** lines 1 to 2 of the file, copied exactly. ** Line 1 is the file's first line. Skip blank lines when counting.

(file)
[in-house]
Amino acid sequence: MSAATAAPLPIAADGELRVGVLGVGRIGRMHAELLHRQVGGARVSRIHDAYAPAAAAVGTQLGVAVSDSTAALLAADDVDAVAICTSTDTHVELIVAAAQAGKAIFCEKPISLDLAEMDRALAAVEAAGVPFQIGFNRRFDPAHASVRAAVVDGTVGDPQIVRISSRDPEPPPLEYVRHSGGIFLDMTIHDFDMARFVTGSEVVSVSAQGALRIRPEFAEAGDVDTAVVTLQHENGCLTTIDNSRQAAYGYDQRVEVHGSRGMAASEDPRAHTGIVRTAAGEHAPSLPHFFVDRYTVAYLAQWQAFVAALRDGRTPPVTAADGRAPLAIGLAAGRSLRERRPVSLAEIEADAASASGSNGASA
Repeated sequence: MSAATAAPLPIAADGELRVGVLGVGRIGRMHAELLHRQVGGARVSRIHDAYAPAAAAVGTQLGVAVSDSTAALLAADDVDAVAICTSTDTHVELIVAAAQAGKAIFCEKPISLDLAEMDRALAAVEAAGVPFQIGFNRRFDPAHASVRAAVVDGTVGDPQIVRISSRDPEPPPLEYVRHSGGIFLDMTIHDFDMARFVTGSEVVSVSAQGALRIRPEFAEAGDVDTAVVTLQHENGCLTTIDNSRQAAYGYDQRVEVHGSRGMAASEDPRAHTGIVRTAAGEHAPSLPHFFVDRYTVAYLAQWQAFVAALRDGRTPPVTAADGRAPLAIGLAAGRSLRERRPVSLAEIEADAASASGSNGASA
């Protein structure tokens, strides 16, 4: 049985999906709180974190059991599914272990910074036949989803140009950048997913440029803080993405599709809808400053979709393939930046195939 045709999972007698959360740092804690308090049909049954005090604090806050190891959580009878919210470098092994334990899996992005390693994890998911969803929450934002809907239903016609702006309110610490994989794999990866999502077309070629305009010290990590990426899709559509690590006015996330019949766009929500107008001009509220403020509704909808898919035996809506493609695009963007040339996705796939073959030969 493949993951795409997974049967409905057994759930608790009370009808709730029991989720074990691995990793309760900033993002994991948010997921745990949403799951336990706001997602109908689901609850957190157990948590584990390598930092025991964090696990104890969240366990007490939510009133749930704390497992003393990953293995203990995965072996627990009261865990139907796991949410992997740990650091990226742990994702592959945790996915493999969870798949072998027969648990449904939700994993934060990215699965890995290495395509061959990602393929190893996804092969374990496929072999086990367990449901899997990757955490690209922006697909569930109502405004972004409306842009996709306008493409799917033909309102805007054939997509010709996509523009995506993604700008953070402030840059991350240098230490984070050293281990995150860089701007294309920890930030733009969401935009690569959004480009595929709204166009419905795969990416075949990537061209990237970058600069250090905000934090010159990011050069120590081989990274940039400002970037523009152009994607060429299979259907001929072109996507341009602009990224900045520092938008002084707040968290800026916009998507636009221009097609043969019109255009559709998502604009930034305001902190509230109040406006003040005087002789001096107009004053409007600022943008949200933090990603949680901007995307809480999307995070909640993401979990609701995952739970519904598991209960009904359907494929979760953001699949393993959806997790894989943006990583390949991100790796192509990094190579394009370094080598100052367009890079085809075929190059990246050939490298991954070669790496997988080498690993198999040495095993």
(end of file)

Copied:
[in-house]
Amino acid sequence: MSAATAAPLPIAADGELRVGVLGVGRIGRMHAELLHRQVGGARVSRIHDAYAPAAAAVGTQLGVAVSDSTAALLAADDVDAVAICTSTDTHVELIVAAAQAGKAIFCEKPISLDLAEMDRALAAVEAAGVPFQIGFNRRFDPAHASVRAAVVDGTVGDPQIVRISSRDPEPPPLEYVRHSGGIFLDMTIHDFDMARFVTGSEVVSVSAQGALRIRPEFAEAGDVDTAVVTLQHENGCLTTIDNSRQAAYGYDQRVEVHGSRGMAASEDPRAHTGIVRTAAGEHAPSLPHFFVDRYTVAYLAQWQAFVAALRDGRTPPVTAADGRAPLAIGLAAGRSLRERRPVSLAEIEADAASASGSNGASA